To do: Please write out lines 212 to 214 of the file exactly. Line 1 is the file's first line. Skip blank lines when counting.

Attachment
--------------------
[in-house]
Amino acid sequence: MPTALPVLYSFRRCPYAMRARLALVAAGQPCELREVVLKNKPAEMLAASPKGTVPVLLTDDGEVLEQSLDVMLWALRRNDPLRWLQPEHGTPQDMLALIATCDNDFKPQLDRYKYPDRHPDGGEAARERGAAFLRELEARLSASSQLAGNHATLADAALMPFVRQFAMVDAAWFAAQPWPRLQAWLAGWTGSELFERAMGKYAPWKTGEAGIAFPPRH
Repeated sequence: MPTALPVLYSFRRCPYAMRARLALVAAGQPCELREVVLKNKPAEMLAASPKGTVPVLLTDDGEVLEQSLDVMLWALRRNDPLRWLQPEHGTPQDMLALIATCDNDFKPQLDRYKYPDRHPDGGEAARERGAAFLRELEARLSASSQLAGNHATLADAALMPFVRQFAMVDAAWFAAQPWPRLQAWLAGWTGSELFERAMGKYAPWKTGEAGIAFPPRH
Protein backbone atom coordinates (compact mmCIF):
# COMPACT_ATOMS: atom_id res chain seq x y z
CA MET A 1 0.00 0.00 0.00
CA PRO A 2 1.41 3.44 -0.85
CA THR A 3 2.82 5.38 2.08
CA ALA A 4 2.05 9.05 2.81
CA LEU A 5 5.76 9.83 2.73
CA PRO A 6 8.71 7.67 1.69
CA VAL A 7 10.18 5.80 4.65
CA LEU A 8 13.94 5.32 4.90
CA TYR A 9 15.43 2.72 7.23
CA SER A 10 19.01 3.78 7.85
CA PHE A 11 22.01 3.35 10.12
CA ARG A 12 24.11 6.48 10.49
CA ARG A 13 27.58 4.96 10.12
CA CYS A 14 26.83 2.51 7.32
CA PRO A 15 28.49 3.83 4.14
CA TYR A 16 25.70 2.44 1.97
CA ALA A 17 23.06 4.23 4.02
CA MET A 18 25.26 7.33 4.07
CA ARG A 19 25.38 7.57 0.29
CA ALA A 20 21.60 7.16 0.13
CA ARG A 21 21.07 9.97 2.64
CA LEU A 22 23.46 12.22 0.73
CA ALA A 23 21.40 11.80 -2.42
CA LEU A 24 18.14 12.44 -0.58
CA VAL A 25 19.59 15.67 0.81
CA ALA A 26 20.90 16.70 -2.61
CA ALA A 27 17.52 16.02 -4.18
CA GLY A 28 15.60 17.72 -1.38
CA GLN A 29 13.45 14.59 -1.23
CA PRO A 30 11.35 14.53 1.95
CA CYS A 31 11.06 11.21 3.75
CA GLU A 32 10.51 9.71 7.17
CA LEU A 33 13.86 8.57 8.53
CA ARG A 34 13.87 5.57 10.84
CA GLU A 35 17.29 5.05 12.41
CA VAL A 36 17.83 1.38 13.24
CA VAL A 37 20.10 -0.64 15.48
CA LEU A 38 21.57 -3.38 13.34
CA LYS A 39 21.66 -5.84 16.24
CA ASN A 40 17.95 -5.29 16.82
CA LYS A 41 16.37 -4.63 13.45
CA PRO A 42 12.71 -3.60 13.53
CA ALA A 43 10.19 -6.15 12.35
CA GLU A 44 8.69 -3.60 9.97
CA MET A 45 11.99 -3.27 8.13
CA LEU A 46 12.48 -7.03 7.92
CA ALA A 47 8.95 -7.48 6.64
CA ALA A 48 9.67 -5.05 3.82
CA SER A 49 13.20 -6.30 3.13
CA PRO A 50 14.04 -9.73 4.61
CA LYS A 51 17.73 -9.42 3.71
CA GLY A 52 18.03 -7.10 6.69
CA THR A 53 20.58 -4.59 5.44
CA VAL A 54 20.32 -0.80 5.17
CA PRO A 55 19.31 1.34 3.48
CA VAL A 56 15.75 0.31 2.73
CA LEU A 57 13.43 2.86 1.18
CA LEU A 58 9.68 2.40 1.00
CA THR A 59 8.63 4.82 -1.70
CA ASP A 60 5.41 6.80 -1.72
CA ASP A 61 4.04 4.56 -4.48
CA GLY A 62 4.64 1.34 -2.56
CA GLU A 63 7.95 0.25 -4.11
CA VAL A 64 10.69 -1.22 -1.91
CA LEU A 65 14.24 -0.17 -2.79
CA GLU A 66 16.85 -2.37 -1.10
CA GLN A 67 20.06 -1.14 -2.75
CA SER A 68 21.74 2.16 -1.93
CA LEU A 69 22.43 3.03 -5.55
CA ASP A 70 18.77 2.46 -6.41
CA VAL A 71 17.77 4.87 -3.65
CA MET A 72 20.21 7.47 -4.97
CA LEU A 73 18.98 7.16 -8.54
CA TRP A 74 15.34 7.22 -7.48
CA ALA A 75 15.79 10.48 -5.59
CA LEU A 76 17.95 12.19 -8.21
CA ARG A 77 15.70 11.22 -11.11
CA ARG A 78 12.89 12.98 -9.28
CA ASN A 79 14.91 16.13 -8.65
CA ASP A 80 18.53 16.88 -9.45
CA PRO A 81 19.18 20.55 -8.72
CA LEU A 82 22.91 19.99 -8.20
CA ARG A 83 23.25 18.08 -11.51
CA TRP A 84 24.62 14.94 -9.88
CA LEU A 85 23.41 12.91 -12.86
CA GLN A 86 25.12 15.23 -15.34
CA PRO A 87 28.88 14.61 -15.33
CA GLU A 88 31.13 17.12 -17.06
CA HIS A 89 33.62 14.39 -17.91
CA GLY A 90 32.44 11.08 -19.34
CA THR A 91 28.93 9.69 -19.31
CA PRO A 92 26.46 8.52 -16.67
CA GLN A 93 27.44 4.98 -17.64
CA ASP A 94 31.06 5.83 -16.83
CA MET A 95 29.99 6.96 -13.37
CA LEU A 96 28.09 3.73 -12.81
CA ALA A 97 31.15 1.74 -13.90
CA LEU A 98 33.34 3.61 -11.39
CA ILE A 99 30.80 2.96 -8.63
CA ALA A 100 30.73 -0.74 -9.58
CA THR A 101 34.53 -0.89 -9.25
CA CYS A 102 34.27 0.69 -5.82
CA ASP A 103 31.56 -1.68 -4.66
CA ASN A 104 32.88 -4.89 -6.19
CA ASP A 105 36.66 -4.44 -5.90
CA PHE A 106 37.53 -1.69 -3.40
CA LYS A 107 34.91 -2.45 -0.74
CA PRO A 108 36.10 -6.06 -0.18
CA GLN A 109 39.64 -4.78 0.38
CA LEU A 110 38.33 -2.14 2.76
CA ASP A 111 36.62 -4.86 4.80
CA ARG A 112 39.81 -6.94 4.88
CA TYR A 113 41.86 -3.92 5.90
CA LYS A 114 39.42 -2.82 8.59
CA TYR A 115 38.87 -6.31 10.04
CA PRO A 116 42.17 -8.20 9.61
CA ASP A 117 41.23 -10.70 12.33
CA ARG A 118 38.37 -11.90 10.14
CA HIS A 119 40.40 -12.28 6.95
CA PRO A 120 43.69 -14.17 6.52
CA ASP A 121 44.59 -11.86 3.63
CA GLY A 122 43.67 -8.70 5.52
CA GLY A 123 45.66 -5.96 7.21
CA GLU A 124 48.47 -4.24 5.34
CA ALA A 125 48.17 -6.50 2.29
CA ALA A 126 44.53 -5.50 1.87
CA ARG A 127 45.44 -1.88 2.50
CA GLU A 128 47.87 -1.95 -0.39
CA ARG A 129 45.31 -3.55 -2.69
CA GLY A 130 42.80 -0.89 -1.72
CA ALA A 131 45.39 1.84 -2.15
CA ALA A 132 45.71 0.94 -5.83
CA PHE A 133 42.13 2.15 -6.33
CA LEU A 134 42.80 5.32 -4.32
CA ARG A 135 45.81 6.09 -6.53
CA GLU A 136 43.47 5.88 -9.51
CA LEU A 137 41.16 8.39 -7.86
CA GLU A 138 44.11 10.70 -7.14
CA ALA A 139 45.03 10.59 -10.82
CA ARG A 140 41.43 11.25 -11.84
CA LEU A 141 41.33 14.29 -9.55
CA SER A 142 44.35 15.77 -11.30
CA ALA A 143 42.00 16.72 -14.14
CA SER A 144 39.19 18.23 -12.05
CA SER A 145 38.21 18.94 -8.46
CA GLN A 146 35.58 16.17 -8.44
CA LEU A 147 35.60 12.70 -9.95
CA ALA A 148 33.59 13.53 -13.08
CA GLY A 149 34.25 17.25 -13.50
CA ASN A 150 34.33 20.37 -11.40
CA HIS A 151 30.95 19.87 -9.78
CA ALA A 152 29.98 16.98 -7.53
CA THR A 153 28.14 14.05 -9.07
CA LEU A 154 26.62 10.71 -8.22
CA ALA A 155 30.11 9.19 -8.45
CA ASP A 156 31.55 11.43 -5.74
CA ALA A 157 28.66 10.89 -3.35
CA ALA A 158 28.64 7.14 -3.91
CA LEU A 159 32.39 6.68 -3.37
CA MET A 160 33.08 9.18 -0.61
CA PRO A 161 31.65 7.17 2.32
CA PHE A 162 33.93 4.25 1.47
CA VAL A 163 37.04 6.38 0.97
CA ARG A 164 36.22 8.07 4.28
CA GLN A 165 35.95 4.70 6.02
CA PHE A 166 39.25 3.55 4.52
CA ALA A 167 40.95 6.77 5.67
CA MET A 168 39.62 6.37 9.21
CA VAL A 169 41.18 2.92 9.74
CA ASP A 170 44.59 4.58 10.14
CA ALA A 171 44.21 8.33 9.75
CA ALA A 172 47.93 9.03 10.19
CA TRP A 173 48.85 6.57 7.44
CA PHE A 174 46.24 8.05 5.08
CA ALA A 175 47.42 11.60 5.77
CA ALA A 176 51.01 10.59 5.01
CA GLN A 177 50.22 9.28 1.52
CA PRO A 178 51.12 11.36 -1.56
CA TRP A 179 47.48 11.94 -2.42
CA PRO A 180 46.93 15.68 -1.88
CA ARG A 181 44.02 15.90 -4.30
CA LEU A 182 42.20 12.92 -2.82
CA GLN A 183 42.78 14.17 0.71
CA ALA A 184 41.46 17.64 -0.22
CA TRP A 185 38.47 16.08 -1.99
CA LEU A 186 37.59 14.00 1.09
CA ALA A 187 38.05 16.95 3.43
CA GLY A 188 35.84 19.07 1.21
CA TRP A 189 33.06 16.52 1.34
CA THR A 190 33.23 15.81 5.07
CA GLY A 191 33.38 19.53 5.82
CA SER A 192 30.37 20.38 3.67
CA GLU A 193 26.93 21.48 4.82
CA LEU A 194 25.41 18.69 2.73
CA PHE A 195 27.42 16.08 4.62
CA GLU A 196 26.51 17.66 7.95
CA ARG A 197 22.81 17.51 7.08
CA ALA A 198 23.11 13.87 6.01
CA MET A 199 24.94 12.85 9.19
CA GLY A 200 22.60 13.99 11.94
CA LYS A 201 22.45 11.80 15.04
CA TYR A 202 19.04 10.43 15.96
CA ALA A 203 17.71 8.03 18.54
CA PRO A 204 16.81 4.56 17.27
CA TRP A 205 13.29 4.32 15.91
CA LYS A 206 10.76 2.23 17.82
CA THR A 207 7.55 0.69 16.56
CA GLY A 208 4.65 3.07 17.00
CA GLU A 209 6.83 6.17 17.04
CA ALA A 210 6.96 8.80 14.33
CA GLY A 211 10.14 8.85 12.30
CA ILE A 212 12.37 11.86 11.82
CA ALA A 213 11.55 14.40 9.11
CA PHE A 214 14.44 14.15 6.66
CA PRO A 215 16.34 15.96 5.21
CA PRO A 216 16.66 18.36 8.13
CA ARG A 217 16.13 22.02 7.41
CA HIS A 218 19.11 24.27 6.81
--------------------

CA THR A 207 7.55 0.69 16.56
CA GLY A 208 4.65 3.07 17.00
CA GLU A 209 6.83 6.17 17.04